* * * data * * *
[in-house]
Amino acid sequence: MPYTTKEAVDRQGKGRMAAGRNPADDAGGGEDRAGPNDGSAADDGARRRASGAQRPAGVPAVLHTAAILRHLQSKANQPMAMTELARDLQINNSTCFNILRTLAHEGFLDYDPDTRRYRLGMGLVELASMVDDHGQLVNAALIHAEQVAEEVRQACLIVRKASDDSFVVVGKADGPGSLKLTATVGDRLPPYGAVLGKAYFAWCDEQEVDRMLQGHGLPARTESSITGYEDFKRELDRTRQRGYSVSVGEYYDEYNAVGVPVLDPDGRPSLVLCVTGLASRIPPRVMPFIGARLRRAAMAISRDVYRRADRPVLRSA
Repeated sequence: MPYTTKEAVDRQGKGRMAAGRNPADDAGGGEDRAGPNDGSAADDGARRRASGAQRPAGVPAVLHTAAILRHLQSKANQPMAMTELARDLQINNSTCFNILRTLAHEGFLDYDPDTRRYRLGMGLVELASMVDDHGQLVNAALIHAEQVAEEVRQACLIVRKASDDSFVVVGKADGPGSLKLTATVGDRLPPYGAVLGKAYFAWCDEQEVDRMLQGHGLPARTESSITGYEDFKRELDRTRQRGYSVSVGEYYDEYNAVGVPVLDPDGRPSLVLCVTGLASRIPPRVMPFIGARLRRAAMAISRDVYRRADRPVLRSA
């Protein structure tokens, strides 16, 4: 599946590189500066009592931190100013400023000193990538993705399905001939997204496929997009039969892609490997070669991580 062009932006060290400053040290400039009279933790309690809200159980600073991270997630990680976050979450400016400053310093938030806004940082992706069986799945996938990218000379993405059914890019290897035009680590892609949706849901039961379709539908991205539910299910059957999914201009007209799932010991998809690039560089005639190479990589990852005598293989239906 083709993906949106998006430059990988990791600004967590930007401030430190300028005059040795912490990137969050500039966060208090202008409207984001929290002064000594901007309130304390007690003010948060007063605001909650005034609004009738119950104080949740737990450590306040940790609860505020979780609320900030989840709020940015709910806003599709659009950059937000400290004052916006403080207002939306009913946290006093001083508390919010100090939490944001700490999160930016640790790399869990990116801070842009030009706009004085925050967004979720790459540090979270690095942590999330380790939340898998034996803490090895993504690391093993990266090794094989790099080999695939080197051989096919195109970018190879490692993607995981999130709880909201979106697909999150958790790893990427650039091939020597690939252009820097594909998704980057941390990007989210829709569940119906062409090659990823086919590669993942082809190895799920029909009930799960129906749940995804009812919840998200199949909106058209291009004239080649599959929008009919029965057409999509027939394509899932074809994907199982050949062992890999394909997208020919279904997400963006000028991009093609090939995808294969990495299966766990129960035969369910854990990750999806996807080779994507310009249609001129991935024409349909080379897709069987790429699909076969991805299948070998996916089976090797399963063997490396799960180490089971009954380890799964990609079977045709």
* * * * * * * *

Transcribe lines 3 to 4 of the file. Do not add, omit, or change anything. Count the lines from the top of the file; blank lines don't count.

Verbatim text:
Repeated sequence: MPYTTKEAVDRQGKGRMAAGRNPADDAGGGEDRAGPNDGSAADDGARRRASGAQRPAGVPAVLHTAAILRHLQSKANQPMAMTELARDLQINNSTCFNILRTLAHEGFLDYDPDTRRYRLGMGLVELASMVDDHGQLVNAALIHAEQVAEEVRQACLIVRKASDDSFVVVGKADGPGSLKLTATVGDRLPPYGAVLGKAYFAWCDEQEVDRMLQGHGLPARTESSITGYEDFKRELDRTRQRGYSVSVGEYYDEYNAVGVPVLDPDGRPSLVLCVTGLASRIPPRVMPFIGARLRRAAMAISRDVYRRADRPVLRSA
């Protein structure tokens, strides 16, 4: 599946590189500066009592931190100013400023000193990538993705399905001939997204496929997009039969892609490997070669991580 062009932006060290400053040290400039009279933790309690809200159980600073991270997630990680976050979450400016400053310093938030806004940082992706069986799945996938990218000379993405059914890019290897035009680590892609949706849901039961379709539908991205539910299910059957999914201009007209799932010991998809690039560089005639190479990589990852005598293989239906 083709993906949106998006430059990988990791600004967590930007401030430190300028005059040795912490990137969050500039966060208090202008409207984001929290002064000594901007309130304390007690003010948060007063605001909650005034609004009738119950104080949740737990450590306040940790609860505020979780609320900030989840709020940015709910806003599709659009950059937000400290004052916006403080207002939306009913946290006093001083508390919010100090939490944001700490999160930016640790790399869990990116801070842009030009706009004085925050967004979720790459540090979270690095942590999330380790939340898998034996803490090895993504690391093993990266090794094989790099080999695939080197051989096919195109970018190879490692993607995981999130709880909201979106697909999150958790790893990427650039091939020597690939252009820097594909998704980057941390990007989210829709569940119906062409090659990823086919590669993942082809190895799920029909009930799960129906749940995804009812919840998200199949909106058209291009004239080649599959929008009919029965057409999509027939394509899932074809994907199982050949062992890999394909997208020919279904997400963006000028991009093609090939995808294969990495299966766990129960035969369910854990990750999806996807080779994507310009249609001129991935024409349909080379897709069987790429699909076969991805299948070998996916089976090797399963063997490396799960180490089971009954380890799964990609079977045709």